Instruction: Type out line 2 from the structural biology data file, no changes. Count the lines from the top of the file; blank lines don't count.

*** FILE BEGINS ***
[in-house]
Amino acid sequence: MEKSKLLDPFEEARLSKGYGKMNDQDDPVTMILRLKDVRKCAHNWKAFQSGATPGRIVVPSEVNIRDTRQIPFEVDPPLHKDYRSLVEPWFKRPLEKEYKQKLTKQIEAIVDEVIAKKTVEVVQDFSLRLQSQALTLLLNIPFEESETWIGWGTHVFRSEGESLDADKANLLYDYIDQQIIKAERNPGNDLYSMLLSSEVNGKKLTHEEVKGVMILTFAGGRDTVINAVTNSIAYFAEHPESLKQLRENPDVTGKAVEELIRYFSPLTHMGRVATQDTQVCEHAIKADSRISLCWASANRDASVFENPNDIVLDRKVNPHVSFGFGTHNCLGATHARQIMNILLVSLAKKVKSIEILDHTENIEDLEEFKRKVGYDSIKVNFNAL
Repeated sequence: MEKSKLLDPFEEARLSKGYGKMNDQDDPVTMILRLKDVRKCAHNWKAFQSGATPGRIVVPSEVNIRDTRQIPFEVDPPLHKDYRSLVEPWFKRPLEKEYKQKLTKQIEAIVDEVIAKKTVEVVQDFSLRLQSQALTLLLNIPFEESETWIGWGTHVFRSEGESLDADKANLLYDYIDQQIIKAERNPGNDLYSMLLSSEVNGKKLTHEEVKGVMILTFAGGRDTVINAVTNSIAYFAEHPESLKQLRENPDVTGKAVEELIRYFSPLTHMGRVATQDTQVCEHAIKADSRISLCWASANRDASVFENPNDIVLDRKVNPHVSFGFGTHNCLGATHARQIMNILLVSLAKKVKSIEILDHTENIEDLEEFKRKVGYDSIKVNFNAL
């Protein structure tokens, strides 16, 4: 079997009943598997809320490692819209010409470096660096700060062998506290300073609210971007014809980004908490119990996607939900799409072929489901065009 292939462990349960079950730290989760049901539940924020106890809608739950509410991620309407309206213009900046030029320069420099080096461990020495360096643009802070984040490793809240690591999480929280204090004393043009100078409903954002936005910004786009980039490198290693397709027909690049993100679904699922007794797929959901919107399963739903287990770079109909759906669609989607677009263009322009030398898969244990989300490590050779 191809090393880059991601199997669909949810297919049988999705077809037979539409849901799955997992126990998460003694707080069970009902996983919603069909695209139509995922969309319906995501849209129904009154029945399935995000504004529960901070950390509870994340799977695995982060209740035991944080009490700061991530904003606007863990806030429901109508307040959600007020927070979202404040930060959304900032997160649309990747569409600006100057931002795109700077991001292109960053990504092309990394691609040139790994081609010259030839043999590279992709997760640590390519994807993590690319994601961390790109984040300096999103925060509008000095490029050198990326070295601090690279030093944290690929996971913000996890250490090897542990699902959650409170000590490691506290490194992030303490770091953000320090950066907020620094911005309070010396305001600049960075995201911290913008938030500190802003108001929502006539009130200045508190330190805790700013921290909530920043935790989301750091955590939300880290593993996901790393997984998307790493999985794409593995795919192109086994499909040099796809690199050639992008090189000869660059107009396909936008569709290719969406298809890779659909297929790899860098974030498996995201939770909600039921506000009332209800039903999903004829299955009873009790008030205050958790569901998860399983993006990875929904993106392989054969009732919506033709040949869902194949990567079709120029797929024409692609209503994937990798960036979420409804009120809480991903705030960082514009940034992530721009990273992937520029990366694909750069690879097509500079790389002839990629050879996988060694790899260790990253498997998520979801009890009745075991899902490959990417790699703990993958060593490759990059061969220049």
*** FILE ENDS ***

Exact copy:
Amino acid sequence: MEKSKLLDPFEEARLSKGYGKMNDQDDPVTMILRLKDVRKCAHNWKAFQSGATPGRIVVPSEVNIRDTRQIPFEVDPPLHKDYRSLVEPWFKRPLEKEYKQKLTKQIEAIVDEVIAKKTVEVVQDFSLRLQSQALTLLLNIPFEESETWIGWGTHVFRSEGESLDADKANLLYDYIDQQIIKAERNPGNDLYSMLLSSEVNGKKLTHEEVKGVMILTFAGGRDTVINAVTNSIAYFAEHPESLKQLRENPDVTGKAVEELIRYFSPLTHMGRVATQDTQVCEHAIKADSRISLCWASANRDASVFENPNDIVLDRKVNPHVSFGFGTHNCLGATHARQIMNILLVSLAKKVKSIEILDHTENIEDLEEFKRKVGYDSIKVNFNAL